Five Spires Academy

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About Five Spires Academy

Name Five Spires Academy
Ofsted Inspections
Head Teacher Mrs Diane Raftery
Address Cherry Orchard, Lichfield, WS14 9AN
Phone Number 01543223680
Phase Academy
Type Academy sponsor led
Age Range 3-11
Religious Character Does not apply
Gender Mixed
Number of Pupils 230
Local Authority Staffordshire
Highlights from Latest Inspection

What is it like to attend this school?

Pupils are very happy at Five Spires Academy.

Their success and well-being are at that heart of leaders' work. Leaders live out the school's mission of 'everyone inspire, everyone aspire' in all they do with pupils. Expectations are high for pupils' achievement, thanks to a curriculum that is engaging and regularly reviewed.

For the vast majority, this curriculum is effectively delivered. This means that pupils, including those with special educational needs and/or disabilities (SEND), achieve well.

Leaders make sure that pupils behave very well.

Their behaviour in class and around the school is exemplary. The youngest children quickly settle in the ...early years. They respond with enthusiasm to the skilful support that staff provide.

Children benefit greatly from these secure groundings as they progress into key stage 1. Leaders provide pupils with wider experiences that enhance their knowledge and prepare them exceptionally well for the next stage in their education.

Pupils are eager to learn and enjoy supporting each other.

They are confident that staff will help them to deal with any worries that they may have. Leaders deal with incidents of bullying thoroughly and effectively.

What does the school do well and what does it need to do better?

Leaders have devised a bespoke curriculum around a series of themes.

They regularly review these and identify where improvements could be made. For example, in physical education an improved curriculum has been successfully introduced following a review.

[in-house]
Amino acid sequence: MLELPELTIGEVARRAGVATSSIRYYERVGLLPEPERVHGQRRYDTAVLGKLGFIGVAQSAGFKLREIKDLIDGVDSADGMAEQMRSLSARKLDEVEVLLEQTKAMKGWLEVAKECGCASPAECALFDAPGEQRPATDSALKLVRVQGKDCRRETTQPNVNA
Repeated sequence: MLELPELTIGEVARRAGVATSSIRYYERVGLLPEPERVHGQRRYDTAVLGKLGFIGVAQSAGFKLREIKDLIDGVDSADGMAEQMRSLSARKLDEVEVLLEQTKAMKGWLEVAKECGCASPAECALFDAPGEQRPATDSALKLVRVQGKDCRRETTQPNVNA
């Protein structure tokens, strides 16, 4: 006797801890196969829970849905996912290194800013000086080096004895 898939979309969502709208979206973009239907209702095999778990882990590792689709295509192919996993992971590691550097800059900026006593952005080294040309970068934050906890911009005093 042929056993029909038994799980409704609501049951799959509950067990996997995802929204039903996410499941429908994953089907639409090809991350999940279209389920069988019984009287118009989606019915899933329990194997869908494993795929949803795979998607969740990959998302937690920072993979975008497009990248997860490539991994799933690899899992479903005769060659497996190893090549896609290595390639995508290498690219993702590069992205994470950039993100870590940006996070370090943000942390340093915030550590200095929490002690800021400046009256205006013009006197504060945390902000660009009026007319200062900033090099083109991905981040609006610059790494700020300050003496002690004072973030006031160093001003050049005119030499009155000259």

In most subjects, there is a clear expectation of what pupils should learn and when.

Sequences of lessons build knowledge about curriculum themes over time. However, learning is not as well sequenced in a few subjects, where the organisation of the curriculum means that some pupils struggle to pick out some overarching themes. This means that some pupils struggle to understand how their current learning fits in with what they have learned in the past.

Overall, teachers effectively check that pupils have learned and understood the planned curriculum. However, on some occasions they do not pick up and address misconceptions quickly enough. This means that some pupils are not ready to move on to more challenging work.

From the time that pupils start at the school, the phonics programme is prioritised. Pupils learn phonics quickly because adults teach it effectively. Well-trained staff listen carefully to pupils read, spotting and addressing errors accordingly.

They talk with pupils about what they have read and understood. On rare occasions when pupils fall behind in their reading, staff act quickly to provide the necessary support to help them catch up. As pupils have a secure foundation in reading by the end of key stage 1, they can progress to more complex reading skills, such as skimming and inference, in key stage 2.

Leaders are quick to identify pupils with special educational needs and/or disabilities (SEND). They work tenaciously with outside agencies to ensure their own internal assessments are as robust and accurate as possible. Support for these pupils is effective, making good use of the knowledge of teachers, leaders, parents, outside agencies and the pupils themselves.

These pupils achieve very well.

Leaders have designed an exceptionally well-considered curriculum in the early years foundation stage. There are many opportunities for children to learn through play, which are invariably used very well.